Os Transparentes (The Transparent Ones), published by Caminho in Portugal and Companhia das Letras in Brazil, is the 2013 winner of the Saramago Prize

his feet were used to covering many kilometres a day, they were old feet in a young body

the ShellSeller enjoyed stepping on the sand of PraiaDaIlha and on the ground that glistened in his nightmares; he had a home in the neighbouring province of Bengo but he had fallen in love with Luanda at an early age thanks to its salt sea

he called the sea the ‘salt sea’

and every day he looked at it with the same passion, as if he had discovered it with his skin and his tongue only the day before

he would dive down slowly – touching a woman – he tasted the salt and relived the constant surprise he dived for as long as his lungs let him and his eyes held out, he knew the rocks and the canoes, the fishermen and the women who sold wares from their baskets, the smell of the dried fish he helped to store was ingrained in his hands. above all, he knew the shells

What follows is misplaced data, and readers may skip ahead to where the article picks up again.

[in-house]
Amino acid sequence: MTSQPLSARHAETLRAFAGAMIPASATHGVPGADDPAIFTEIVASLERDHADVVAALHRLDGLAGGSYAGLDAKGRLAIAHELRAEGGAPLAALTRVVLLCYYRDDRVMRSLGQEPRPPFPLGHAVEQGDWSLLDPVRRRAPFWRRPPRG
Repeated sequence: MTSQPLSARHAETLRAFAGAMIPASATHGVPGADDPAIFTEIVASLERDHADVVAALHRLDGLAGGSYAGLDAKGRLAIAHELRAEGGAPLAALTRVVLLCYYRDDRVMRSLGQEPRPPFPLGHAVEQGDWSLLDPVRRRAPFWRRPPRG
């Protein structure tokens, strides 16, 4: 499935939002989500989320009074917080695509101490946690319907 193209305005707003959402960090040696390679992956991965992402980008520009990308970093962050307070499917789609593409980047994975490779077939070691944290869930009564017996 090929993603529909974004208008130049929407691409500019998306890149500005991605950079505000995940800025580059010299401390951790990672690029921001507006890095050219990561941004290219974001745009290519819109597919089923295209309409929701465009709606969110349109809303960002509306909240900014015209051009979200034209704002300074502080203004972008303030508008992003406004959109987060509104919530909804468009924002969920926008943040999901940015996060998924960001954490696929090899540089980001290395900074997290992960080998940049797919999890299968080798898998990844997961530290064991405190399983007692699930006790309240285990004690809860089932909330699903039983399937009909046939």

the shells

he had grown up in Bengo, in its rivers, amongst the tilapia, but one day he found the salt sea with its canoes, and the poles used to propel the canoes along, and its shells

“elder-one, will you make me one of those poles?”

“you haven’t even got a canoe, and you don’t go out to sea”

“… I want a pole to navigate onshore: I’m going to propel my life!”

on PraiaDaIlha he was known as a hard-working and honest young man

he helped carry fish, his smile ever friendly and innocently seductive, he helped with the selling and ran errands, he sent salt and money to his relatives in Bengo

the feet of the ShellSeller, over the years, crystallised like the outer hull of the Ilha canoes, so that shards and nails merely tickled him – but in spite of this he wore the leather sandals given to him by his cousin

a bead necklace around his neck

a sack of shells on his back and half-shut eyes that gave away no secrets

he’d heard of MariaWithStrength, of her many business ventures, and thought that perhaps she might be interested in his shells

with dressmakers he highlighted the shells’ tinkling sounds, with hairdressers that beads were out of fashion, and with crooks he would quickly apologise for carrying nothing more than a sack full of useless trinkets”